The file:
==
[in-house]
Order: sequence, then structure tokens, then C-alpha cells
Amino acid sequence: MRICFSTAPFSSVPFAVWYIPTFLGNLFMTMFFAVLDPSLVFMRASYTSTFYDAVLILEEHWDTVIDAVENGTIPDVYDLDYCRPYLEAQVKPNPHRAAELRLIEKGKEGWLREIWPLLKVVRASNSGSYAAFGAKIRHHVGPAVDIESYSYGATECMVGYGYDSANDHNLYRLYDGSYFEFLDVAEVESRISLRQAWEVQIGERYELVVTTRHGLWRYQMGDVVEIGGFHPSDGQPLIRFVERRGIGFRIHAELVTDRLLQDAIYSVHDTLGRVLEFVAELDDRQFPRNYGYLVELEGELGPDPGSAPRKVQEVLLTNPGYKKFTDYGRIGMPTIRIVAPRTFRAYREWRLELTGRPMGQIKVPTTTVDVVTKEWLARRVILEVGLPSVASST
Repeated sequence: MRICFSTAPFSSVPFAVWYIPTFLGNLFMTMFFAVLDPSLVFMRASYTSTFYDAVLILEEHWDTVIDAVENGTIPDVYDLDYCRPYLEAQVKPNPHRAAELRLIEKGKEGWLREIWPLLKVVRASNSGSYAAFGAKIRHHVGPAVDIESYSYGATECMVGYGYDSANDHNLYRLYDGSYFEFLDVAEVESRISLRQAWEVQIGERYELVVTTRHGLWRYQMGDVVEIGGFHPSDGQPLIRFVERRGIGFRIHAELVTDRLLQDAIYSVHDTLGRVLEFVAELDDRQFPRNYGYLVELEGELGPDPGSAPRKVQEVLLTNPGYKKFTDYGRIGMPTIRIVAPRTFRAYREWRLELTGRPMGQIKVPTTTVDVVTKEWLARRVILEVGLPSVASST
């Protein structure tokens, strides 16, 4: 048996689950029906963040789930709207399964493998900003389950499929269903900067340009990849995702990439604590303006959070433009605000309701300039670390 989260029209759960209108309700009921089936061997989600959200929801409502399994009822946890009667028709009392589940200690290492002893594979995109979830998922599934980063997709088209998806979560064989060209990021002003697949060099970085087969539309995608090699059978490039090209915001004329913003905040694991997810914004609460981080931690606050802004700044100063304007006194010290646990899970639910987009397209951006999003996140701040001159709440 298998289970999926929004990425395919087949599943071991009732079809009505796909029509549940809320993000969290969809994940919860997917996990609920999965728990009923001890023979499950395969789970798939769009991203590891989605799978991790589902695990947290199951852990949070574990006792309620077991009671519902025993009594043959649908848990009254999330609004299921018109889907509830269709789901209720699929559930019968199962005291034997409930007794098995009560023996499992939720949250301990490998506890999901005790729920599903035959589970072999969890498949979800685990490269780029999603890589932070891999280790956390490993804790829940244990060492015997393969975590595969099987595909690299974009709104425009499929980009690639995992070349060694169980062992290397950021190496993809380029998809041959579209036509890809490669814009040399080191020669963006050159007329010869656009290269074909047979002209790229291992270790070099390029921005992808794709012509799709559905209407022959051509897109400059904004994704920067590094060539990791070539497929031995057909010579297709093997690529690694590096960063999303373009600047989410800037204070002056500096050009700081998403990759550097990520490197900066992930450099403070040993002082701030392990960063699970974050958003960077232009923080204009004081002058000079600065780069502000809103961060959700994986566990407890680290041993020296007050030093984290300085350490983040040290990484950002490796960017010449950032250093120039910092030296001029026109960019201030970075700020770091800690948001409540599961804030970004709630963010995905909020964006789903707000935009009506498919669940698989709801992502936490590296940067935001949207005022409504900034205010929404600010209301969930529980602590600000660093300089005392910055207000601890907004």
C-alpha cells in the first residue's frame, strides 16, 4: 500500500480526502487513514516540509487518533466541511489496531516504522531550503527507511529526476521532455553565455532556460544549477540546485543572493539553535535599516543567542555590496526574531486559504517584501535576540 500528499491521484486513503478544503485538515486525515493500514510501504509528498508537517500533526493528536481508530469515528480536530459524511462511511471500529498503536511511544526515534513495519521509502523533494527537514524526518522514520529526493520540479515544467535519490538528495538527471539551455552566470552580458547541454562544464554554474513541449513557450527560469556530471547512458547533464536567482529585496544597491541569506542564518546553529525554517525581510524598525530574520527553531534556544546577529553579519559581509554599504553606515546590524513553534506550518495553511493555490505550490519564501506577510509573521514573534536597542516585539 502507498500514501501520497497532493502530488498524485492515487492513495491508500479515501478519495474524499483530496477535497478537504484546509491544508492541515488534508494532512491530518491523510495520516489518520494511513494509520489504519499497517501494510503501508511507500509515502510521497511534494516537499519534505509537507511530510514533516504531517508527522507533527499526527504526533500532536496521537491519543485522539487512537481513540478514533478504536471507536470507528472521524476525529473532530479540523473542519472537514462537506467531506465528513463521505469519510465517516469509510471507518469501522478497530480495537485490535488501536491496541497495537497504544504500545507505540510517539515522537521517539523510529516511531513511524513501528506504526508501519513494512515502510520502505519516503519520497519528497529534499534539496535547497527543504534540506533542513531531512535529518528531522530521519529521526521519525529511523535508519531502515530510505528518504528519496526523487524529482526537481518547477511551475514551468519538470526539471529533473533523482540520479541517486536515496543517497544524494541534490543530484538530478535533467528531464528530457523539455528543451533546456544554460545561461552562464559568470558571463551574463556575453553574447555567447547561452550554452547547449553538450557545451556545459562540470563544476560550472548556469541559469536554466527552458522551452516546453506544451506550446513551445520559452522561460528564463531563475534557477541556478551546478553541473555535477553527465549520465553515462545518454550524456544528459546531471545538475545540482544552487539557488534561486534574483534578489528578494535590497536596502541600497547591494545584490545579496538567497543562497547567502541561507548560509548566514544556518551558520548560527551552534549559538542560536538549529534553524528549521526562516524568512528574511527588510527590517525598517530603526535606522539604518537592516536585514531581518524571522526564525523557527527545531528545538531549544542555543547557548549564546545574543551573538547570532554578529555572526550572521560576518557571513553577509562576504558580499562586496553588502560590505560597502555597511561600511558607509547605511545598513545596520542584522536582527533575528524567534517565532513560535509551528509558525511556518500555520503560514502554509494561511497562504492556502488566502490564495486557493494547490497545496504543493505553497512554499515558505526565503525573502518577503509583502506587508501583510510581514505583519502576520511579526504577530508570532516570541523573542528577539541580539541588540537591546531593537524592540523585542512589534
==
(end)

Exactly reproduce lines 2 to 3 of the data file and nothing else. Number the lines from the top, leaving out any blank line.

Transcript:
Order: sequence, then structure tokens, then C-alpha cells
Amino acid sequence: MRICFSTAPFSSVPFAVWYIPTFLGNLFMTMFFAVLDPSLVFMRASYTSTFYDAVLILEEHWDTVIDAVENGTIPDVYDLDYCRPYLEAQVKPNPHRAAELRLIEKGKEGWLREIWPLLKVVRASNSGSYAAFGAKIRHHVGPAVDIESYSYGATECMVGYGYDSANDHNLYRLYDGSYFEFLDVAEVESRISLRQAWEVQIGERYELVVTTRHGLWRYQMGDVVEIGGFHPSDGQPLIRFVERRGIGFRIHAELVTDRLLQDAIYSVHDTLGRVLEFVAELDDRQFPRNYGYLVELEGELGPDPGSAPRKVQEVLLTNPGYKKFTDYGRIGMPTIRIVAPRTFRAYREWRLELTGRPMGQIKVPTTTVDVVTKEWLARRVILEVGLPSVASST